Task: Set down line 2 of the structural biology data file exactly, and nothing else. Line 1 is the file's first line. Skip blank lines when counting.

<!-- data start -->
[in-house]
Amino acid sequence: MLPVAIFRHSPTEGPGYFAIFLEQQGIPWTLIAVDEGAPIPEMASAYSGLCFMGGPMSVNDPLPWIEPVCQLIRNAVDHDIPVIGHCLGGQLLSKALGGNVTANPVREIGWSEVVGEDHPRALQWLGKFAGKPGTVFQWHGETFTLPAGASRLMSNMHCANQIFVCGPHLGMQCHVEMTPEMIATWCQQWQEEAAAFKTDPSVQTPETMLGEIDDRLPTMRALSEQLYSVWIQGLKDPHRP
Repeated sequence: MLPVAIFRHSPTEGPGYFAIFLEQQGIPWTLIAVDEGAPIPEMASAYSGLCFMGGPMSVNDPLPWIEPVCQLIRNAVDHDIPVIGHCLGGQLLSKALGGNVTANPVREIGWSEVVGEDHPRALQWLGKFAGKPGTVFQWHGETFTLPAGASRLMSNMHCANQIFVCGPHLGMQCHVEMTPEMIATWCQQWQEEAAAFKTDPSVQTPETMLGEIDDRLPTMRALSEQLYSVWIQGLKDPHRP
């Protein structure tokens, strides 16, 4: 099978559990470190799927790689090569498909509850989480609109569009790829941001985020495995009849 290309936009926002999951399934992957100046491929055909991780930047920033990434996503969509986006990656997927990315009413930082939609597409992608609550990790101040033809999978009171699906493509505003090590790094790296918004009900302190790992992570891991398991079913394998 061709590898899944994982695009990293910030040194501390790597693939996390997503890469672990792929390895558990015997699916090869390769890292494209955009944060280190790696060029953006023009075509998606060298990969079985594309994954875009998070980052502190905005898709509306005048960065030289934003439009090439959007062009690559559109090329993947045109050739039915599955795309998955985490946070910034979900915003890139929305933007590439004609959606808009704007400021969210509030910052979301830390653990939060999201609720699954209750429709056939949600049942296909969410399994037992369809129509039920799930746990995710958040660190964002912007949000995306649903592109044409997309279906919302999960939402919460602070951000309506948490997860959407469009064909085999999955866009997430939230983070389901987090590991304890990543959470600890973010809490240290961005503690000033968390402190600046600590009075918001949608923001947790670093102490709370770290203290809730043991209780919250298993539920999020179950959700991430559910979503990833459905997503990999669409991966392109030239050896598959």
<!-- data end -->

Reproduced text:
Amino acid sequence: MLPVAIFRHSPTEGPGYFAIFLEQQGIPWTLIAVDEGAPIPEMASAYSGLCFMGGPMSVNDPLPWIEPVCQLIRNAVDHDIPVIGHCLGGQLLSKALGGNVTANPVREIGWSEVVGEDHPRALQWLGKFAGKPGTVFQWHGETFTLPAGASRLMSNMHCANQIFVCGPHLGMQCHVEMTPEMIATWCQQWQEEAAAFKTDPSVQTPETMLGEIDDRLPTMRALSEQLYSVWIQGLKDPHRP